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    Its a rare occasion I completely agree with Robin...But here he's absolutely correct. You hit the front end of the notes in a shout chorus and bring the rest of the parts through like a freight train following your locomotive.

    Its being an extrovert to the Nth degree...

    A little better explanation I hope?

    But, really you have to do it...There is nothing like playing lead when you're in the zone, just bringing it with energy like rocket-ship; taking a held High D and feeling so good you just naturally rip it right up another 8va, or start it trilling into the next G above high C...It feels awesome. You're not even thinking about it, you're just doing it- and sometimes you're the most surprised person in the room when you're done! When you were the front car on the roller-coaster!

    PS: and I discuss hitting high notes :-P
     
    Last edited: Oct 31, 2011
  9. Local 357

    Local 357 Banned

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    I think it's just a lot safer to hit the first note of a lead phrase a hair early. And with plenty of heat on the note so long as there's some kind of "forte" marking on it.

    My biggest fear as a lead player is being defined by the others as "too mild". That hasn't happened in a long time.

    It was about three years ago and I was playing my first gig with a local and well established big band. Decided that I was going to hammer the whole first set at about one marking louder than indicated. Making sure that the band knew the new lead player had control of things. The way a mountain lion marks his territory. Very similar actually lol. So if it was marked mezzo forte? I'd play forte. Forte? Two FF's and so on. At the end of the first set the dancers and audience applauded loudly but with one exception:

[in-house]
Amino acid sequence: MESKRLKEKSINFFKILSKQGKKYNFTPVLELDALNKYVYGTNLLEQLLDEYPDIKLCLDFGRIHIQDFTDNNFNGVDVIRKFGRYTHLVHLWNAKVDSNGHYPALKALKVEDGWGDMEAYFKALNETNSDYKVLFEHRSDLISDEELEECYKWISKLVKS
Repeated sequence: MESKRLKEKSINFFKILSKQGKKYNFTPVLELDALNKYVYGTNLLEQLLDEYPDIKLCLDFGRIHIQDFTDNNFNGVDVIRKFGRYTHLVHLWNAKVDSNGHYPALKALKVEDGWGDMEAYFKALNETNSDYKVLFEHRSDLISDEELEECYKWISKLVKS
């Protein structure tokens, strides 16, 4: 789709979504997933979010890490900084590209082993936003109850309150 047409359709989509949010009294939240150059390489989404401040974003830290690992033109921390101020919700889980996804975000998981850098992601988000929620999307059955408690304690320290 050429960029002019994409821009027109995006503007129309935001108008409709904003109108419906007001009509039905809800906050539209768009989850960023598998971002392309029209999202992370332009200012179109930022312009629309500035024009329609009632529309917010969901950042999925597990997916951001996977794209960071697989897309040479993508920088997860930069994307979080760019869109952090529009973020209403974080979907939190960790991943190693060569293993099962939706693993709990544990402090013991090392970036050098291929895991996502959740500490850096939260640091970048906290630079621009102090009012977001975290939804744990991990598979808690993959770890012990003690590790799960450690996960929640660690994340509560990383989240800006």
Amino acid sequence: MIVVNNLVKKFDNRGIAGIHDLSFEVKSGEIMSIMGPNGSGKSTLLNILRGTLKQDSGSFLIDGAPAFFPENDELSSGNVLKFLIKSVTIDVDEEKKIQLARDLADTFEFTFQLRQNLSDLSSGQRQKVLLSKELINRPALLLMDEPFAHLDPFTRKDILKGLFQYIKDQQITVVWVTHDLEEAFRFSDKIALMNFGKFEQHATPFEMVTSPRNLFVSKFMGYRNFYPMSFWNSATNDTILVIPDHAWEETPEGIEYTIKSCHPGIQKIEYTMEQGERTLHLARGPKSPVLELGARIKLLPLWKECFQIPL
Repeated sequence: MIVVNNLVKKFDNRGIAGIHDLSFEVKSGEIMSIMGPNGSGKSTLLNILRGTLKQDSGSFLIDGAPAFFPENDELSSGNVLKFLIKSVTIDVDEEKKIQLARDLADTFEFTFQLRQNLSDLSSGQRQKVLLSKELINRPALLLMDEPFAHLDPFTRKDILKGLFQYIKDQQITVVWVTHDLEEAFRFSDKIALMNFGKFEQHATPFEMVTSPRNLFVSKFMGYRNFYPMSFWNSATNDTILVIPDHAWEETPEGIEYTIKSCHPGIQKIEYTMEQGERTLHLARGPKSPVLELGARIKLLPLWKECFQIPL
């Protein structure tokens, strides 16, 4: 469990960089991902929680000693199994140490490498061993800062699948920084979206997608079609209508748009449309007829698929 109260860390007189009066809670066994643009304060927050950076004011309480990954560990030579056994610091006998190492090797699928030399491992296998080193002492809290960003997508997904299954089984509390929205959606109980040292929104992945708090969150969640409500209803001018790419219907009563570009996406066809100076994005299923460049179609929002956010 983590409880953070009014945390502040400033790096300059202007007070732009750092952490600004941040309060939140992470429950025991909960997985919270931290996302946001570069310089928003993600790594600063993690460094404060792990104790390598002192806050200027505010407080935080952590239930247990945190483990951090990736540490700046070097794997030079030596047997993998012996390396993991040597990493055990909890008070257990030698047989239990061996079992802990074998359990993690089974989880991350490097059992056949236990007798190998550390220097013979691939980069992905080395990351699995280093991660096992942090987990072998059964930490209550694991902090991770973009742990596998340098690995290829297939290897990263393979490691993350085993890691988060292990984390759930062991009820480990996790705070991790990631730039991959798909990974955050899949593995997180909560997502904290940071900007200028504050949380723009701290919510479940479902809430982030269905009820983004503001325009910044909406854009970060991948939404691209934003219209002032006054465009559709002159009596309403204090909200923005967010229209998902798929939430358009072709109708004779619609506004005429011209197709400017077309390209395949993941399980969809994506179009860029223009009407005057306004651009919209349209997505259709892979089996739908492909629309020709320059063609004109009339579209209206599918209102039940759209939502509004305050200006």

A couple on the dance floor exclaimed that "the trumpets are too loud"

    Which really meant that IN THEIR OPINION I "Was too loud".

    Concerned, I decided to play the second set at the written volume. No more and no less. At the end of that set the leader and female vocalist said to the trumpets:

    "Where were you guys"? Meaning that we didn't seem loud enough to her.

    From that time on I decided to follow my own instincts on loud playing. And that if a few people thought that "the trumpets are a little loud" ???

    Means I've got the volume just about right.


    Here's another tale I love to tell. Funny as hell. To me anyway.

    Last year I got a review from another trumpet player that I "played too loud" or was advocating that other lead trumpet players play too loudly. He posted it all over the internet. At the time I didn't think much of it. Besides to me being accused of overly loud lead playing is just good advertising. Like saying the center for the Lakers is too tall.

    Anyway i ignored the remark until I realized that the cat who made it was a lead player for another local band. One that I have occasionally subbed for. AND...

    Then suddenly it dawned on me that just the week before I'd accidentally run into him playing the lead chair at a free outdoor concert. Here's the killer, the part that makes me laugh my ass off.

    You couldn't hear him well enough! He seemed to be getting the notes right but it didn't matter. As he was only playing with the volume of say the second or third trumpet player.

    Some trumpet players have trouble developing volume and endurance on the lead. Or all the other parts as well. A jealous and defensive lot they sometimes take it out on their peers. The ones who truly can peal paint.
     
    Last edited: Oct 31, 2011
  10. kehaulani

    kehaulani Fortissimo User

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    So you guys are talking about anticipating the note a hair, but also with an attitude, which is very important - would that be right?